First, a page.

The class on Leading With Resilience that I just finished teaching for the Centre for Leadership at the Justice Institute of BC has been a very inspiring two days.
The format of the class included online reflective posts and journaling, so I was privileged with reading leader’s thoughts on the particular topics on hand.
One theme that emerged was the number of people who mentioned the importance of how we impact the lives of others. As I reflect on that theme, I realize giving people permission to give us feedback about how we impact them is important. Most people don’t want to tell us how we impact them. They are often afraid they will “hurt our feelings” or perhaps they just couldn’t be bothered or perhaps it doesn’t seem appropriate.
So, people need encouragement, and sometimes they need to be asked directly, to let us know what our impact is on them.  
I am reminded of a conversation I had with a new friend who teaches in a personal development program called PSI Seminars. This person shared that in her program, people ask each other about how they are showing up and impacting each other. This takes courage to do at first, but inspired by what she said, I asked her right away if she’d be willing to share what impact or impression I had on her.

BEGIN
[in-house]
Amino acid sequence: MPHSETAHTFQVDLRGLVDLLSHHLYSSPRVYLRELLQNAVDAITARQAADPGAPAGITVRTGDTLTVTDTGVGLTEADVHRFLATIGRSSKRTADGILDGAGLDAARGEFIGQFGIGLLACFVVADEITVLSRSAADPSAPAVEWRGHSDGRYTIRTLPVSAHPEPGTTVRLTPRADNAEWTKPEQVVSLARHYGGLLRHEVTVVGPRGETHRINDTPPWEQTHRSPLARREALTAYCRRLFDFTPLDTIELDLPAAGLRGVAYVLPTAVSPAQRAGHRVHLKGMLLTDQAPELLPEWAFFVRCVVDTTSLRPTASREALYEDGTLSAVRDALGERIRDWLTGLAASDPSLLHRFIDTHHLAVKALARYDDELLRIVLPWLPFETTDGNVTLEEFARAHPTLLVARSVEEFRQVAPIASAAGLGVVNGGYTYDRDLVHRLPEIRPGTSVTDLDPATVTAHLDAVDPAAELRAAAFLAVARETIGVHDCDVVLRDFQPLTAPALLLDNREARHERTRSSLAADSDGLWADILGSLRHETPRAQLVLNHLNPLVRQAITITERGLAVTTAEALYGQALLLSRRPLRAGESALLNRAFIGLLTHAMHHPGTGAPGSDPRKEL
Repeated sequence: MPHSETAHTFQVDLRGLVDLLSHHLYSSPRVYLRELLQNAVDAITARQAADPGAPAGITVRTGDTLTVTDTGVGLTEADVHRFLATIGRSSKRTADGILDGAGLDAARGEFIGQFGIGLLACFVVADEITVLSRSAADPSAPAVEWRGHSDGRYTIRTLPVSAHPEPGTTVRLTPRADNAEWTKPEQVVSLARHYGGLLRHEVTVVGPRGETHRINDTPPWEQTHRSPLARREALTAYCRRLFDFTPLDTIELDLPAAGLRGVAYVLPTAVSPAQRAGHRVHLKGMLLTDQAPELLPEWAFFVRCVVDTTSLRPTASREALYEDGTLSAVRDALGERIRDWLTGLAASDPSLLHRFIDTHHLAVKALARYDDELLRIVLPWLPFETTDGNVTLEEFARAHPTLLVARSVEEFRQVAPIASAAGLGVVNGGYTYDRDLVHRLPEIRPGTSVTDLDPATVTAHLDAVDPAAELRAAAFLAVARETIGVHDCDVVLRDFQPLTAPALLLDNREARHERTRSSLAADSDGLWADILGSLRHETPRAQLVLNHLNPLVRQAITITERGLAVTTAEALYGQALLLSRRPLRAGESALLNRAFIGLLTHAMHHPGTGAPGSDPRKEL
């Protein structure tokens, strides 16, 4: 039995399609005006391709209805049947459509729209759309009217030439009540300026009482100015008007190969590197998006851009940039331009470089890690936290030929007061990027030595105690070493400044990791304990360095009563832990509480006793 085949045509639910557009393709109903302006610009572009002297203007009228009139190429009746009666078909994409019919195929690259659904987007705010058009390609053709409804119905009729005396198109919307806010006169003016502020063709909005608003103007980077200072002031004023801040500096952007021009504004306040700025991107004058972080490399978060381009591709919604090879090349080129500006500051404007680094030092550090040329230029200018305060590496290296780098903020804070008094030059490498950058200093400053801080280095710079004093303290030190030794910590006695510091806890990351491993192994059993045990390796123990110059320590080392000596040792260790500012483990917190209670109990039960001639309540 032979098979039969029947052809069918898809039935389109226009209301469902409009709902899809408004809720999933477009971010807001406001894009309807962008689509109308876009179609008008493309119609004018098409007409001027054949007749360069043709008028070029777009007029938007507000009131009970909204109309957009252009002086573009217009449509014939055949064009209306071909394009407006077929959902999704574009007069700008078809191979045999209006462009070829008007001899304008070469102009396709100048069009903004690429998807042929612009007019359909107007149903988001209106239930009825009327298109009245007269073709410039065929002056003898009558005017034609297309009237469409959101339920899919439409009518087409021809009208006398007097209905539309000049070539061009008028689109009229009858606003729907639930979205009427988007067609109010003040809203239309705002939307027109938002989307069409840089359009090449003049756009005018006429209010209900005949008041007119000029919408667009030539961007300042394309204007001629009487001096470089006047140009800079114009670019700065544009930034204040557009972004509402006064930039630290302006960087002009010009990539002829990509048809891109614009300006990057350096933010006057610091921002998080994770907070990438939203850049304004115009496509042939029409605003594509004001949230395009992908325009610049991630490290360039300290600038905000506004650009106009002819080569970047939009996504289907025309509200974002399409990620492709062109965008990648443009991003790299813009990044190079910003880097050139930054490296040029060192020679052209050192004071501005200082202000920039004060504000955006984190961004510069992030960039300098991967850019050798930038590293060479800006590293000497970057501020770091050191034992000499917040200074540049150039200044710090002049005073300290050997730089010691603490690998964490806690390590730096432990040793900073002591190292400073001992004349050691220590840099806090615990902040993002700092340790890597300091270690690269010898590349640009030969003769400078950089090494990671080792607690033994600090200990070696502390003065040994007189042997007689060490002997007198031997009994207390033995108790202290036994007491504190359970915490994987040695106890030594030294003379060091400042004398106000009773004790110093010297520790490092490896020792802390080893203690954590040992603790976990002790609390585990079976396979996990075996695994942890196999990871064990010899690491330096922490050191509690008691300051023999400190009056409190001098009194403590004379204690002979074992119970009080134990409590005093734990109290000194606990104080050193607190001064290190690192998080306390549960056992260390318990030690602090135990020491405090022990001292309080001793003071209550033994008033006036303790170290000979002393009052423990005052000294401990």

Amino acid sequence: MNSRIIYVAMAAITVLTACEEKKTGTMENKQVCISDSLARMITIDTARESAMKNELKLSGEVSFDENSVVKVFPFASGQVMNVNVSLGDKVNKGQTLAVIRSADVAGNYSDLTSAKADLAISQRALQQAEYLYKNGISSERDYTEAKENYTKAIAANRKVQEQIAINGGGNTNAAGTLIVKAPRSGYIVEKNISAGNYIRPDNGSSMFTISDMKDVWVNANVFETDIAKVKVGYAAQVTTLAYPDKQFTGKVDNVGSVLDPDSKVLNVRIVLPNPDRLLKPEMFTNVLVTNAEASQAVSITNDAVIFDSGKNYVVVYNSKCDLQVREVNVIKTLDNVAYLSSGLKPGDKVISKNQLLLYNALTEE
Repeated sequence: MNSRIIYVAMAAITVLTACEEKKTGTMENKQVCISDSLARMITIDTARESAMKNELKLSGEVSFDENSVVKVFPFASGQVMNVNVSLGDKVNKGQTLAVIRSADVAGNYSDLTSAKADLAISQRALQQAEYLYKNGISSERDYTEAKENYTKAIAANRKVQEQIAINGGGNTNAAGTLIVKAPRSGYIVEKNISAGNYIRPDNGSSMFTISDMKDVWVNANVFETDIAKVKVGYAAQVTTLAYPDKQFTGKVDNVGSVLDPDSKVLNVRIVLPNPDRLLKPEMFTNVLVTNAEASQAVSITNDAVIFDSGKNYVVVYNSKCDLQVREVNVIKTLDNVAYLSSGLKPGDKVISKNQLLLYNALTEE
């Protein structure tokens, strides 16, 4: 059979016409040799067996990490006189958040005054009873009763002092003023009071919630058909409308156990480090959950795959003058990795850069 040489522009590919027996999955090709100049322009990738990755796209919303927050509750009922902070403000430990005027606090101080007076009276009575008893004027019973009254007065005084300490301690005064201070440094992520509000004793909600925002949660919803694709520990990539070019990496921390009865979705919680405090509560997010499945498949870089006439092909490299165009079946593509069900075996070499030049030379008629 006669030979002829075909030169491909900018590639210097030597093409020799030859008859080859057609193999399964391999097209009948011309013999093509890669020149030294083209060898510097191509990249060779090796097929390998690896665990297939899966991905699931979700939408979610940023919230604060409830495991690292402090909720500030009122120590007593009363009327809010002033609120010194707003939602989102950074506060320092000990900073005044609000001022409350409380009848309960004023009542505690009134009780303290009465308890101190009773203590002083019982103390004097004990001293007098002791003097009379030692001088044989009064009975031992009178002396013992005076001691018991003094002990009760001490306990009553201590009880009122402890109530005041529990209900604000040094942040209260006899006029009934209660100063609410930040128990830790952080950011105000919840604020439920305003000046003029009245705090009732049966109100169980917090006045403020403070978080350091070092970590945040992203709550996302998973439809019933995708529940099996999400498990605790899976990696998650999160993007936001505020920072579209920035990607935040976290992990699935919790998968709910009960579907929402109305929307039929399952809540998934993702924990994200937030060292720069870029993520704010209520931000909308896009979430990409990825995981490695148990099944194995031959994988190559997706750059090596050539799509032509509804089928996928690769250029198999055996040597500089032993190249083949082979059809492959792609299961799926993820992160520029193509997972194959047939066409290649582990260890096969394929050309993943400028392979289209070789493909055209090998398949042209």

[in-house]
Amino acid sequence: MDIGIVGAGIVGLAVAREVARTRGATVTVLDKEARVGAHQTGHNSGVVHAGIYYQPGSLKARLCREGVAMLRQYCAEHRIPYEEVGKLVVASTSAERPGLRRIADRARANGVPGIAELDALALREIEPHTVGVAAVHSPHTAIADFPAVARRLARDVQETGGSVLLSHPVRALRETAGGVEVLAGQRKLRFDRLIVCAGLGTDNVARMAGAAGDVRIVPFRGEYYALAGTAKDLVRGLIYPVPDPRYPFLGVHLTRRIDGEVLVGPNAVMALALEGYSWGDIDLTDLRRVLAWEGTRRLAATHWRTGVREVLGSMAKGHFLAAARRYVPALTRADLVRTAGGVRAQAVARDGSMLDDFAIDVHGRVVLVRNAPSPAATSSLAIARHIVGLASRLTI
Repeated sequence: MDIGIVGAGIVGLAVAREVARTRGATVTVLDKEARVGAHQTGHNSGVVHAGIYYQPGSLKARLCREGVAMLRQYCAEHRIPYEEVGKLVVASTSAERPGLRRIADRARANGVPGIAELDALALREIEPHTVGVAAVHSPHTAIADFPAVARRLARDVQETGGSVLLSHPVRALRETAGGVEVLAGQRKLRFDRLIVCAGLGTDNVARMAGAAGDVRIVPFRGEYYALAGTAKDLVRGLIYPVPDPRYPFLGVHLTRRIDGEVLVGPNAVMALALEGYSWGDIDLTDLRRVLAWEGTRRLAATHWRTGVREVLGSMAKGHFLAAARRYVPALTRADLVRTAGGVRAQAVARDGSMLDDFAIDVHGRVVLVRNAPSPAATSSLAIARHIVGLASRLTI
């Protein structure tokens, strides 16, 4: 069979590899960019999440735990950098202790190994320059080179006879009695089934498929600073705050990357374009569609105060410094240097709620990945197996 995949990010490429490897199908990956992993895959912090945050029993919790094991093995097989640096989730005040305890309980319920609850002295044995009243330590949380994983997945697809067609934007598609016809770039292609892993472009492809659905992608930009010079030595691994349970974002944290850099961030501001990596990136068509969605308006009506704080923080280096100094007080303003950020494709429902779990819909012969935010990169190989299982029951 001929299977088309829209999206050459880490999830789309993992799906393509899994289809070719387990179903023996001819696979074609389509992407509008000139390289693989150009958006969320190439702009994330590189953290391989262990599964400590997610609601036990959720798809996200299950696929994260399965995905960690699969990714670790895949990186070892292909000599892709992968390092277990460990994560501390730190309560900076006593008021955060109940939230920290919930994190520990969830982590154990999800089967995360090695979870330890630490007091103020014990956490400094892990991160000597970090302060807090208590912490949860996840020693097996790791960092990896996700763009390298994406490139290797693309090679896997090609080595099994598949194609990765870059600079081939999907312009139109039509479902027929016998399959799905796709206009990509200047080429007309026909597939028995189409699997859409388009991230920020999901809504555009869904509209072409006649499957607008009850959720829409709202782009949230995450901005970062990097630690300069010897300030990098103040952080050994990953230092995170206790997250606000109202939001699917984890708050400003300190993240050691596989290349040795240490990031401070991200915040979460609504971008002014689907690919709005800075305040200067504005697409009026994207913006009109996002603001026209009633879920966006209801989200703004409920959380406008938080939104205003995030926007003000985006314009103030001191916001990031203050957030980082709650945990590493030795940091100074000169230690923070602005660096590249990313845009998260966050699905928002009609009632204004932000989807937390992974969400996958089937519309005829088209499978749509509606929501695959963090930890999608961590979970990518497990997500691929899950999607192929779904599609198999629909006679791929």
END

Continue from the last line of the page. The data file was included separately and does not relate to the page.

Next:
Of course, she was game! 
She said, to her, I showed up like the Michelin man. She said I can present as a very big force yet there is a part of me inside that is afraid to shine, to grow to fit into the whole of the Michelin man.
What an intriguing piece of feedback!
In an odd way, that was both a compliment and frightening! It was a compliment, as what I took from her share of her perception of me, is that I’m bigger than I am allowing myself to be. That is wonderful and hopeful and points to another growth opportunity.
What was frightening was, am I showing up to other people that way too? Unless I start asking more people how I show up for them, I don’t have the data to know if this is a perception I need to inquiry into myself about.
Given the poem my friend Cathtryn Lecorre read this morning in her online kundalini class, I’d say many of us probably relate to the idea that we are not showing up as big or as bright as we could be. She read Marianne Williamson’s poem that begins with:
“Our deepest fear is not that we are inadequate. Our deepest fear is that we are powerful beyond measure.”
What an empowering thought that perhaps if we ask others what impact or impression we may be leaving them with, that we might be able to increase our positive impact in the world!